After most diagnoses, doctors prescribe medication. People with cancer are treated with chemo and radiation, diabetics watch their blood sugar every few hours and take insulin, and something as simple as an ear infection is treated with antibiotics. Mental illness is no exception, but there's no pamphlet you receive when you're diagnosed. All you are told is the medication will take four to six weeks to work, and you should start to feel better.
News flash, that's not always true.
I was prescribed a medication I expected to be on for a while because someone told me they had been on it for years. I lasted five months on that prescription before increasing the dosage. That didn't work, so the doctor put me on an additional medication. That medication made me so sick that I could barely drive, so my doctor gave me a prescription that made me incredibly drowsy. I was taking up to four-hour naps just to get through the day, then getting eight to nine hours of sleep at night. On the weekends I would sleep until one in the afternoon. I was exhausted. I was sad all the time, but I never did anything about it because I thought the medication was working. I thought it was my fault I was upset all the time.
After talking to a few friends, I found that the medication I was taking was in fact not working. While searching for a new therapist, I was also in search of someone else to prescribe my medications. The office I go to has a nurse practitioner on site. She prescribed me with a common drug most people are familiar with, Lexapro, but it wasn't combating my lowest lows. I was allergic to the next medication prescribed. I would itch everywhere all day long, so I stopped taking it after only two weeks. Finally, after a total of a year and a few months, we have found a prescription that I'm not allergic to, doesn't make me drowsy, and keeps my mood stable. I thought I was the only one doing trial-and-error with my prescriptions, but after talking with friends that are medicated for their depression, I found that they too were struggling to find the medication that worked best. The first medication I was on made my friend horribly sick, and others found the extremely drowsy medication the best fit for them. No two people react the same to each drug.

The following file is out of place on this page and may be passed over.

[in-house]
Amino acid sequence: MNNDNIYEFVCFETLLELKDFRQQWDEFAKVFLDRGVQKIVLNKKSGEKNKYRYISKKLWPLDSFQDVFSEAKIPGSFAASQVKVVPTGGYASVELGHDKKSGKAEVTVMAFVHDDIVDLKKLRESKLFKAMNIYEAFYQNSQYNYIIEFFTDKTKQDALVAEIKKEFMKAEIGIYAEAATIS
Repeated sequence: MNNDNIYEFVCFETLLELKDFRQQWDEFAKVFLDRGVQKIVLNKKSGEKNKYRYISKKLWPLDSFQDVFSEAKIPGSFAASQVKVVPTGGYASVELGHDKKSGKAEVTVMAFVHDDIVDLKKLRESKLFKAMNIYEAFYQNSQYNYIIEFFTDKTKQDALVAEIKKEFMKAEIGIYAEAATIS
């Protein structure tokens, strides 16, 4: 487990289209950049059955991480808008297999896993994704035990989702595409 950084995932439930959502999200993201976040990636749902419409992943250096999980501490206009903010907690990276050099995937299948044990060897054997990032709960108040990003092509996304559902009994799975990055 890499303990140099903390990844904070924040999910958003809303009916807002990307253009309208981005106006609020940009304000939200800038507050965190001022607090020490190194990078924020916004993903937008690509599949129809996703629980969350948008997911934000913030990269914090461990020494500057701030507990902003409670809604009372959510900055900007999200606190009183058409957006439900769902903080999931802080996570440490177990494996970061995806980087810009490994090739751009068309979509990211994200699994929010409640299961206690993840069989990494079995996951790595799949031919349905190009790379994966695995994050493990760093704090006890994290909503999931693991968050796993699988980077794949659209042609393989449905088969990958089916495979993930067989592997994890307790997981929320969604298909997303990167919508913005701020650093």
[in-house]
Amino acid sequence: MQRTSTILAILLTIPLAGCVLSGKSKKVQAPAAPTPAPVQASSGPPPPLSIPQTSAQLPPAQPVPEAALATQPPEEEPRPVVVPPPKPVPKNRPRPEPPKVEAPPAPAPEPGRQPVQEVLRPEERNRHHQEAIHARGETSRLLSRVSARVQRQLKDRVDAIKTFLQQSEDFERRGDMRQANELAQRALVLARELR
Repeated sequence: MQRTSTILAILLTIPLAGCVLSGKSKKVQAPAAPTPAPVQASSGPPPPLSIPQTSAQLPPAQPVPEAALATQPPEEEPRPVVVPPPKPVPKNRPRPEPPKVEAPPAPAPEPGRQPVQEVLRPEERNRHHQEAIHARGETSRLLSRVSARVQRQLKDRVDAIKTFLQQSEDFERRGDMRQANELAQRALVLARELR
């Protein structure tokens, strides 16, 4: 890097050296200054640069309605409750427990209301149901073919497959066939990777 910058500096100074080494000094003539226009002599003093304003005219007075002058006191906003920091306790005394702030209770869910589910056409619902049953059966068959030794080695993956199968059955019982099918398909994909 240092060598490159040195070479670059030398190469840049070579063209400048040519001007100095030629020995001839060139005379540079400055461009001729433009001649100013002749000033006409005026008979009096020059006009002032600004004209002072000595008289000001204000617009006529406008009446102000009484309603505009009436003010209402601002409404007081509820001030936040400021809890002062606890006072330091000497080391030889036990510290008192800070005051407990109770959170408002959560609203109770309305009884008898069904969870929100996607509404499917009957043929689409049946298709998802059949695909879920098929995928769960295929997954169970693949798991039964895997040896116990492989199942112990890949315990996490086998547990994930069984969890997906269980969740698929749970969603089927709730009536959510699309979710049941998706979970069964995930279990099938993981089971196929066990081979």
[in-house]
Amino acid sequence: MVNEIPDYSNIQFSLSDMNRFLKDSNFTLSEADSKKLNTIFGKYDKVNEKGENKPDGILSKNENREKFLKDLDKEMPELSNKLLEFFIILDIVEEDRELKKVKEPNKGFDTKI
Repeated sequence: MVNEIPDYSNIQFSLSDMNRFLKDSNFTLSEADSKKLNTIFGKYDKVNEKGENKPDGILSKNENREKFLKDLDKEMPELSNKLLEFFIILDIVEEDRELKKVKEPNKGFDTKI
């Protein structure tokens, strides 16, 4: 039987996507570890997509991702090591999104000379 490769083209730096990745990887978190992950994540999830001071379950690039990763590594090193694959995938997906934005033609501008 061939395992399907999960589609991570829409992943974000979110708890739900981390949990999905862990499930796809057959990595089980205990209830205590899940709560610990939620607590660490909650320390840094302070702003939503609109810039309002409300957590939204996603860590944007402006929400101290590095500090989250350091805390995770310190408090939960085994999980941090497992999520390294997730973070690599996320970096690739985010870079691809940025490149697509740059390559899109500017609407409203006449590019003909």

Here's what you need to know about medication when you get your first prescription.
1. It won't start working the next day
It won't start working the first week. It won't start working until at least a month if you take it consistently. If you don't take it consistently, you risk not being able to feel better at all.
2. This may not be the prescription you stay on, even if it worked at one point
The medication might work for a few months, just like mine did, and then wear off. Your body might become immune to it, just like pain killers. If you notice your mood starts to drop consistently while you are taking your medication regularly, talk to your doctor.
3. Get your prescriptions approved by a psychiatrist or a nurse practitioner specialized in mental wellness
I had my general practitioner prescribe me my first few prescriptions, but because she isn't specialized in psychiatric disorders, she couldn't help like my nurse practitioner can. She knows far more medications that can help because it's what she looks at daily.
4. Do your homework and ask questions when talking about what medications you should take
Some anti-anxiety drugs are addictive, so if you have an addictive personality or serious drug addictions run in your family, those medications could be more harmful than helpful. Read up on medications on different trustworthy websites like WebMD to see what side effects may occur. Ask your doctor questions. They are more than happy to answer them for you and will not force you to take any medications that you feel uncomfortable with.
5. Don’t become hopeless if you find your medication isn’t working for you
Doctors ask me what past medications I've been on, and I've been on so many that I lost track. I got bogged down by the fact I still felt like garbage all the time. However, we eventually found a medication that works. There's hope in the end. It just takes some time.
Medication can make a world of difference when it works, but sometimes it can get worse before it gets better. If you're struggling to find the drug that works for you, don't worry, because you're not alone. Talk to people and ask what medications worked for them and what didn't. Keep constant contact with your prescriber and tell them exactly how you're feeling physically and mentally. There is light at the end of the tunnel.